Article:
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Nasdaq Agrees To $10M Penalty For Handling Of Facebook IPO

A year ago, before the initial public offering of stock, Nasdaq and Facebook were quite excited.
Emmanuel Dunand
AFP/Getty Images
A year ago, before the initial public offering of stock, Nasdaq and Facebook were quite excited.

One year after Facebook's troubled initial public offering, the Securities and Exchange Commission announced Wednesday that it has "charged Nasdaq with securities laws violations resulting from its poor systems and decision-making ... [and that] Nasdaq has agreed to settle the SEC's charges by paying a $10 million penalty."

According to the SEC, that is the largest such penalty ever paid by one of the stock exchanges.

The agency says that:

"Despite widespread anticipation that the Facebook IPO would be among the largest in history with huge numbers of investors participating, a design limitation in Nasdaq's system to match IPO buy and sell orders caused disruptions to the Facebook IPO. NASDAQ then made a series of ill-fated decisions that led to the rules violations."

As CNBC reminds its readers:

"Facebook's debut last May, one of the most talked-about IPOs in recent history, was marred by technical problems.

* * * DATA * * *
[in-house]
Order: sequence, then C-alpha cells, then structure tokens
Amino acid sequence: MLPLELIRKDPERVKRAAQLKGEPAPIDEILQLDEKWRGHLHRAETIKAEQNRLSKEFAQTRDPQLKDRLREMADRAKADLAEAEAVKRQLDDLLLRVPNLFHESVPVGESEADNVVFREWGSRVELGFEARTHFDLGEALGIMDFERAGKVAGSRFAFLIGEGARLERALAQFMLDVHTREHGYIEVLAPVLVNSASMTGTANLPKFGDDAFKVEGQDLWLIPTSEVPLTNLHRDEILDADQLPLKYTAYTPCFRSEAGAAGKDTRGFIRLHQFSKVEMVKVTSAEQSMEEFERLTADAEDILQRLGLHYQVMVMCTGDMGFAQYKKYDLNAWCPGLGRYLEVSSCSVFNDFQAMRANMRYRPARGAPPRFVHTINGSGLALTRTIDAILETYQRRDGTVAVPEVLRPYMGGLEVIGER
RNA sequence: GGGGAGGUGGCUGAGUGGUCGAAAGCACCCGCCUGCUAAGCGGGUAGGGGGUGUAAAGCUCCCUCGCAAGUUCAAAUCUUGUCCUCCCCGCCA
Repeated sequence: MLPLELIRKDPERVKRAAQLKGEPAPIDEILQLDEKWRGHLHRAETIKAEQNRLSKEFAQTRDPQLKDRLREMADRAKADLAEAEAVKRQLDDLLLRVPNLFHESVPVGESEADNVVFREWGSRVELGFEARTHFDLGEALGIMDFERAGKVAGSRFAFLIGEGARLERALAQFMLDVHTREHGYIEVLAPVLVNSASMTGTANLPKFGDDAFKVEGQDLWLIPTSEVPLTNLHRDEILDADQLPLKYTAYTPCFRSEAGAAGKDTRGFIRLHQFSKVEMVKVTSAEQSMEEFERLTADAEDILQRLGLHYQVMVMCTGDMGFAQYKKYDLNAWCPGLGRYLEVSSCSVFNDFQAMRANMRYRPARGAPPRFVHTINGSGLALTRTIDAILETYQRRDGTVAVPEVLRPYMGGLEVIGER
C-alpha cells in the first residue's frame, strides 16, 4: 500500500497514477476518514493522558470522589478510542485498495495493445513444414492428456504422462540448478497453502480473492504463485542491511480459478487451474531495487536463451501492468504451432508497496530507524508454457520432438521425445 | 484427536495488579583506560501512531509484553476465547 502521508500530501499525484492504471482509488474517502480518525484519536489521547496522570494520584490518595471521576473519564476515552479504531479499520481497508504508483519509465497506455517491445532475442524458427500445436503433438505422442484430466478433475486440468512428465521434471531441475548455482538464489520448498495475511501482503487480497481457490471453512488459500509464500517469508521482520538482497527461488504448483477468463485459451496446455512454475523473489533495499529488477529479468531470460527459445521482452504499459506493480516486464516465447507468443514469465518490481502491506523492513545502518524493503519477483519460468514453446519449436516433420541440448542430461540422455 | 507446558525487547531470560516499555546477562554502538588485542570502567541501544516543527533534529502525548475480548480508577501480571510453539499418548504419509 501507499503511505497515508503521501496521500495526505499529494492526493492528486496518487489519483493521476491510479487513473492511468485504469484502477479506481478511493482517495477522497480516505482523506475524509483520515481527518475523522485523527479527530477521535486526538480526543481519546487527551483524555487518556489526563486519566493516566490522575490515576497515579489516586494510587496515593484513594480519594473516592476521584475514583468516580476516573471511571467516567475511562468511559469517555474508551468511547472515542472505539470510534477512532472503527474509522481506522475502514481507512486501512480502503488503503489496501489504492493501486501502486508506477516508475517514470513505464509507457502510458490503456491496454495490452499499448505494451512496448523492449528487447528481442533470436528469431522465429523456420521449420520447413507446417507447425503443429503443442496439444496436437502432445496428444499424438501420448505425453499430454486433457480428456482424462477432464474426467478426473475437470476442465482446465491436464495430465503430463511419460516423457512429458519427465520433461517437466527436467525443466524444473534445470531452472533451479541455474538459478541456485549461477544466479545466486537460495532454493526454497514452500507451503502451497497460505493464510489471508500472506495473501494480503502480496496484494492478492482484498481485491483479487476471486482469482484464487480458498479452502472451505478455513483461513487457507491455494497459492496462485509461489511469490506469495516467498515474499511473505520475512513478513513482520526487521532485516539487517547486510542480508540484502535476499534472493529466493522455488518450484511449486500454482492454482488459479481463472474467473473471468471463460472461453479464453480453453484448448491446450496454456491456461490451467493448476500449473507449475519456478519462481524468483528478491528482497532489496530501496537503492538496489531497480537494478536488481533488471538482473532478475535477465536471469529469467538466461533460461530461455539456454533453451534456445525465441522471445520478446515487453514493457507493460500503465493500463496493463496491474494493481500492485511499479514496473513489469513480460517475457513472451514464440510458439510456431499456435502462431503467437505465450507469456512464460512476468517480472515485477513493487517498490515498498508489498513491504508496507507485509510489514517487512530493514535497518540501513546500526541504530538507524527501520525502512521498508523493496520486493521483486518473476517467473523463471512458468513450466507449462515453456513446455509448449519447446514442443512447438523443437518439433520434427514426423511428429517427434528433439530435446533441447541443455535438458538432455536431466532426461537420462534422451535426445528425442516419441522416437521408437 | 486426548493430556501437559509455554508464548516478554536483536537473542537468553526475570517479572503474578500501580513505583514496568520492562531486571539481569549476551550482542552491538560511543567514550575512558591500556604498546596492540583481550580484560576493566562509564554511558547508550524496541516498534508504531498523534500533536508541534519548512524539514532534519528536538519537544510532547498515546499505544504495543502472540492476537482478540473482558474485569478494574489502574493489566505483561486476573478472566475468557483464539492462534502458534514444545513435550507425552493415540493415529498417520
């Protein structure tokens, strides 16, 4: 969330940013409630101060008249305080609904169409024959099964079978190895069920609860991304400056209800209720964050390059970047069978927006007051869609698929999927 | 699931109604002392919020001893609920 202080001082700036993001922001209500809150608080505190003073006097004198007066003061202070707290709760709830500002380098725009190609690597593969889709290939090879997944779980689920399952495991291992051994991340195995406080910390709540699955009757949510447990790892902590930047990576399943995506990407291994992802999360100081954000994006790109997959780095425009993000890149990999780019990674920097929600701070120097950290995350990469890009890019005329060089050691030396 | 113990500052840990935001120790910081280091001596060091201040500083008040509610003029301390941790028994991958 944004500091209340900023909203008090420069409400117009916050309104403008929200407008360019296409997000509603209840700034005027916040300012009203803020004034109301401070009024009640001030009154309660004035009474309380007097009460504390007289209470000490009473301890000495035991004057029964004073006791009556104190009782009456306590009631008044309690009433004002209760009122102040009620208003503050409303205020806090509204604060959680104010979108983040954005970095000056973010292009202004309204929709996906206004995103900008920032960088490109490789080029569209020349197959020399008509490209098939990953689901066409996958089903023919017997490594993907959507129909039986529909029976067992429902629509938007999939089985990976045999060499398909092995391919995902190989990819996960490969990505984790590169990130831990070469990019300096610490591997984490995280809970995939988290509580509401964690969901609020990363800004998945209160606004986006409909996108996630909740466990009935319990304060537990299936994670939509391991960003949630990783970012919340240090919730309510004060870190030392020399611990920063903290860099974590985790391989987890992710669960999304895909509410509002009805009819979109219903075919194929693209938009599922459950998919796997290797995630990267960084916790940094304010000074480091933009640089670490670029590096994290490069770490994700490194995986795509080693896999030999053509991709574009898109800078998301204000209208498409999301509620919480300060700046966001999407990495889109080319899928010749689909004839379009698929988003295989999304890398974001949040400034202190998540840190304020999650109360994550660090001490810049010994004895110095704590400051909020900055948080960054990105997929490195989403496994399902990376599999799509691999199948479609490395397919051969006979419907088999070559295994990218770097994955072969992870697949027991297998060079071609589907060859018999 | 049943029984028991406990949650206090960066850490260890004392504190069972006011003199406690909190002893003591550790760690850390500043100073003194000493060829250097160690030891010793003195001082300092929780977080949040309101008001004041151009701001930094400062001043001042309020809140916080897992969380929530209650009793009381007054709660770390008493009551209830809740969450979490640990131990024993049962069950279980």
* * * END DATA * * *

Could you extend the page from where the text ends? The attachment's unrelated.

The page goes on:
"First, Facebook shares started trading a half-hour late. Then, some traders began complaining that it didn't seem like their orders were being completed. Others found that they were getting shares at a higher price than they expected."

The Wall Street Journal (paywall protected) adds that:

"The move follows months of back-and-forth between the exchange operator and the Securities and Exchange Commission over the problems that plagued Facebook's public offering. Nasdaq executives had been angling for a settlement closer to $5 million, people involved in the discussions said last month. But executives showed a willingness to pay up to move on, these people said last month.

"An end to the Facebook investigation would bolster Nasdaq's efforts to put the May 2012 episode behind it. Earlier this year, it gained long-awaited SEC approval for its plan to pay out $62 million to compensate customers for Facebook-related losses."

Around 1 p.m. ET on Wednesday, Facebook's stock was trading at just over $23.50. On May 18, 2012 — the day the company went public — shares ended at $38.

Copyright 2021 NPR. To see more, visit https://www.npr.org.

Mark Memmott is NPR's supervising senior editor for Standards & Practices. In that role, he's a resource for NPR's journalists – helping them raise the right questions as they do their work and uphold the organization's standards.
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